Read the full The State of Poetry and Poetry Criticism in the UK and Ireland 2011-2018 report here:
In 2019, Ledbury Emerging Poetry Critics intends to add another 4 emerging BAME poetry critics to its existing cohort of reviewers, offering them a place on its intensive mentorship programme that focuses specifically on redressing the imbalance in UK poetry culture. The 4 new mentees will be announced in June at a live event (see below) discussing race and reviewing in 2019, alongside the publication of updated statistics on The State of Poetry Criticism.
In tandem with this, a US-based Emerging Critics mentorship programme focused on diversity will pilot in 2019-20. It will be based in Atlanta, on the campus of Georgia Institute of Technology, and supported by US-based poets and poetry organisations. The Academy of American Poets interviews co-founder of the scheme Sandeep Parmar about the American pilot here.
Ledbury Emerging Poetry Critics
Sandeep Parmar, co-founder of the scheme says “the tremendous successes of the Ledbury Critics programme has been borne out entirely by the critics themselves through their many brilliantly written, thoughtful and engaged reviews. Swiftly, these initial eight critics are changing how we appreciate poetry in Britain with the sheer strength of their deeply informed and nuanced reading. A door has been opened that will not be shut; it is time to usher in a whole new and diverse generation of critical voices.”
Sarah Howe, co-founder of the scheme says “rapidly earning reputations as essential new critical voices, the first cohort of Ledbury Critics has already begun to reshape the landscape of British poetry reviewing. In reviews that combine analytical nous with hard-won insights, their critical ears are able to pick up on frequencies that once went unheard. So far, the Ledbury Critics’ work has been embraced by a host of editors from literary journals to national broadsheets, whose commitment to nurture and champion such previously overlooked talents shows the way forward. We are grateful to the partners whose support makes this work possible, and look forward to the scheme’s next chapter.”
The successful national mentoring programme, to encourage diversity in poetry reviewing, returns and will soon announce a second round of new and emerging critical voices
Following the success of its inaugural year-long programme, Ledbury Emerging Poetry Critics, a mentoring programme to encourage diversity in poetry reviewing culture, returns for a second iteration and in April 2019 welcomed applications to join the scheme.
In the past decade, publishing and mentorship schemes targeting BAME poets and writers, new profile-raising festivals and readings, national prize winners and judging panels, as well as crucial cultural debates around race, gender and ethnicity, have dramatically improved the diversity of British poetry. However, reviewing culture has not accurately reflected this important shift towards a more inclusive poetry community of readers and writers. As recent statistics show, reviewers and poets of colour are hugely underrepresented in broadsheet and journal publications, with just 4.9% reviewers and 8.6% poets from BAME backgrounds.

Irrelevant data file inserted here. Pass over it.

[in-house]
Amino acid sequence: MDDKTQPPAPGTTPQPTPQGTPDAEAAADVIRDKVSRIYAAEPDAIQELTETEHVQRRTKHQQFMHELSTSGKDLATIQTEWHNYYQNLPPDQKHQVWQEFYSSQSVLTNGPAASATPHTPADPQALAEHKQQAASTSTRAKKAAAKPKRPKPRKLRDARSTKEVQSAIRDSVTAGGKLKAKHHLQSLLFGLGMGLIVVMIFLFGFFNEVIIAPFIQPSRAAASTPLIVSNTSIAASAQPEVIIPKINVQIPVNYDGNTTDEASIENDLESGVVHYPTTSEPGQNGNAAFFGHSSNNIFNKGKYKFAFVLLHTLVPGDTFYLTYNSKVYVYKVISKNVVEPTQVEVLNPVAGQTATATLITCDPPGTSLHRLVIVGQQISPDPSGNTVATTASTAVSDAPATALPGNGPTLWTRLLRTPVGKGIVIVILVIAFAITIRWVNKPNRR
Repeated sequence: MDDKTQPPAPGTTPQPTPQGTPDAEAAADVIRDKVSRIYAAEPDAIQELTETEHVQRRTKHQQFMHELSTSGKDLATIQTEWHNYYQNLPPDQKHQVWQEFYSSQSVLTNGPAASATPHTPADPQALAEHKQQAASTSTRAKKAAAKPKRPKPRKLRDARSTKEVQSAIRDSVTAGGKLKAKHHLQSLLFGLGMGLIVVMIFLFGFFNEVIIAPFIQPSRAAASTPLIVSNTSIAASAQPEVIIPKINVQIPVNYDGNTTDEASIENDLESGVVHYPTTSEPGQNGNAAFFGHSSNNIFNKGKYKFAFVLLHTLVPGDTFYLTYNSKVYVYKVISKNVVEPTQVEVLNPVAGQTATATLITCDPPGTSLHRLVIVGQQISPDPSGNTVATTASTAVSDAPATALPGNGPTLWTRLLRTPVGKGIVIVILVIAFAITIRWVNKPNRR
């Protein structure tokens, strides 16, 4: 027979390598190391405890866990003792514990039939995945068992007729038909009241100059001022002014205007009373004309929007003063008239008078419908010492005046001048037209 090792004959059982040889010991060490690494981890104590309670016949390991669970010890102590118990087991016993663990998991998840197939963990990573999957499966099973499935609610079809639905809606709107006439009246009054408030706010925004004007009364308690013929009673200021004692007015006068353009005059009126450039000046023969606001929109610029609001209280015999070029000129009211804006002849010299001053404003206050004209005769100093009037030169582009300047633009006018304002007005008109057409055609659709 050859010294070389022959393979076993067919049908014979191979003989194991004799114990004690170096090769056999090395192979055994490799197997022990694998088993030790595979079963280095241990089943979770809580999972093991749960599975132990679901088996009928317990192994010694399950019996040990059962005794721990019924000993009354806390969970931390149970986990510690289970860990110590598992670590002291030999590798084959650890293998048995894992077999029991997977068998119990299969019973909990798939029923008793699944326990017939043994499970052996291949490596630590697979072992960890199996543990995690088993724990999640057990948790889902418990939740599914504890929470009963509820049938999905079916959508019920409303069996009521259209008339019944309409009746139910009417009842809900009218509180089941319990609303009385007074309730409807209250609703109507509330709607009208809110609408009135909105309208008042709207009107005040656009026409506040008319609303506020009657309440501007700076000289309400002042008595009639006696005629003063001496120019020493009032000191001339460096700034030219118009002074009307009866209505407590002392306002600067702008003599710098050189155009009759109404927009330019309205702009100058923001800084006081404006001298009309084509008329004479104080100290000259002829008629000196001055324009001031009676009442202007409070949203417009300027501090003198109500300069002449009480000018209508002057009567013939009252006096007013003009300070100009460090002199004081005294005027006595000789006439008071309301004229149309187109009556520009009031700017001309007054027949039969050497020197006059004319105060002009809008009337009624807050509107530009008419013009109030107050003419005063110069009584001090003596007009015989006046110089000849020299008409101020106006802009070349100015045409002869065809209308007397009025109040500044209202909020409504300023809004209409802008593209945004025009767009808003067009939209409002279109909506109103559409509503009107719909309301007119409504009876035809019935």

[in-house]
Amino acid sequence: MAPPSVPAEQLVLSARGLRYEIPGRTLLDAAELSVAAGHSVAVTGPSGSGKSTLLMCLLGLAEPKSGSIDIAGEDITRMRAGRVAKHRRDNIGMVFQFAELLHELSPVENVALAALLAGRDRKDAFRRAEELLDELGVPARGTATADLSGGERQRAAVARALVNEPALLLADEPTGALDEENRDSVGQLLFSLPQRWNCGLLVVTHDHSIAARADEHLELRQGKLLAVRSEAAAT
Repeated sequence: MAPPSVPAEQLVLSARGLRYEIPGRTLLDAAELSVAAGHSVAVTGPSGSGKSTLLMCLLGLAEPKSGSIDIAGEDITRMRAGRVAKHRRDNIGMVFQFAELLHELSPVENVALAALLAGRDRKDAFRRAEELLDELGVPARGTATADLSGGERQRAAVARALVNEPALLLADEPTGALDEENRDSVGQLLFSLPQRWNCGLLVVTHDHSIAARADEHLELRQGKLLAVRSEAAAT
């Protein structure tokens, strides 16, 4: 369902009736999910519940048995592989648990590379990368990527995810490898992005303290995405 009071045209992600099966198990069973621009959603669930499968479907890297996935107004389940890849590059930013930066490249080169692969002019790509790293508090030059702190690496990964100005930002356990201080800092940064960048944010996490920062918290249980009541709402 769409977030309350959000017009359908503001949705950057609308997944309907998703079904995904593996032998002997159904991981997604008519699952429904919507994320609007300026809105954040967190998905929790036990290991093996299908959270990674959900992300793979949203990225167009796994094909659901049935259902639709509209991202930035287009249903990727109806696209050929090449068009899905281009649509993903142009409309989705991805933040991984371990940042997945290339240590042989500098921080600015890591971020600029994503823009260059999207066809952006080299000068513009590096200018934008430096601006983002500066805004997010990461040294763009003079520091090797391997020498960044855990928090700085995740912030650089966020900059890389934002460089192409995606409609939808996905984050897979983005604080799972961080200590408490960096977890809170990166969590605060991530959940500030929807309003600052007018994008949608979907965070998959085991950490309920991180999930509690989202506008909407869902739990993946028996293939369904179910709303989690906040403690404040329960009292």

In late 2017, Ledbury Poetry Festival, along with poets Sandeep Parmar and Sarah Howe, launched a year-long intensive mentorship scheme for 8 emerging BAME poetry reviewers: Dzifa Benson, Srishti Krishnamoorthy-Cavell, Mary Jean Chan, Jade Cuttle, Sarala Estruch, Maryam Hessavi, Nasser Hussain and Jennifer Lee-Tsai. Working with collaborating partner publications, during the scheme these 8 critics have published reviews in The Guardian, The Telegraph, The New Statesman, the Times Literary Supplement, Poetry Review, Poetry Wales, Poetry London and many other magazines and journals.
In 2019, Ledbury Emerging Poetry Critics intends to add another 4 emerging BAME poetry critics to its existing cohort of reviewers, offering them a place on its intensive mentorship programme that focuses specifically on redressing the imbalance in UK poetry culture. The 4 new mentees will be announced in May at a live event discussing race and reviewing in 2019, alongside the publication of updated statistics on The State of Poetry Criticism.
Ledbury Emerging Poetry Critics – How to Apply (Deadline for Applications has now passed)
This programme offers an intensive mentoring and support for 4 emerging BAME poetry critics that will focus specifically on redressing the imbalance in UK poetry culture.
Over the course of the Ledbury Emerging Poetry Critics scheme, you will be assigned a poetry critic mentor with experience reviewing for national journals, magazines (print and online) and broadsheet newspapers. You may already be an emerging critic with a few published reviews, have some or no critical or academic background, or you might be strongly committed to becoming a poetry critic in the very near future and keen to explore issues of diversity in British poetry.
The scheme begins with a two-day poetry reviewing workshop in London (end of June, date to be confirmed). This will be followed by one-to-one mentorship and critical feedback on the writing of a poetry review before November 2019 (to be conducted either virtually or in-person). These reviews will be shared with the editors of our collaborating partner publications, which include The Guardian, Poetry Review, Poetry London, Mslexia, Poetry Wales, Magma, The White Review, Sabotage, Prac Crit and others.
TO APPLY send (in hardcopy or a PDF via email) a covering letter expressing your interest and any experience in poetry reviewing. Please tell us why you feel you would benefit from participating in Ledbury Emerging Poetry Critics. Also, send a brief sample review of a recent poetry collection, pamphlet or live poetry performance (by any contemporary poet) of up to 800 words. This review may be published or unpublished. Deadline for applications: Monday 1st April, 2019
Send your applications and/or any preliminary enquiries to:
Dr Sandeep Parmar, Co-Director, Centre for New and International Writing, Department of English, University of Liverpool, 19 Abercromby Square, Liverpool, L69 3BX
Or via email to: Sandeep.email@example.com
Please note that this scheme is unfortunately only open to poets/critics resident in the UK. Travel and accommodation as well as costs associated with mentorship and residency/events are entirely covered.
What the participants say about the Ledbury Emerging Poetry Critics programme:
“I feel like the programme has given me both validation and visibility, something that every emerging critic / poet needs, and I am so
grateful for that. I have wanted to be a freelance poet and critic / arts journalist for many, many years and I feel that, through this scheme, this is at last becoming a reality.” – Sarala Estruch (left)
“The community I have built from this is one of the most valuable things I’ve gained. The mentorship has been invaluable and I have acquired skills (and confidence) that would otherwise have been impossible for me to get access to.” – Maryam Hessavi (right)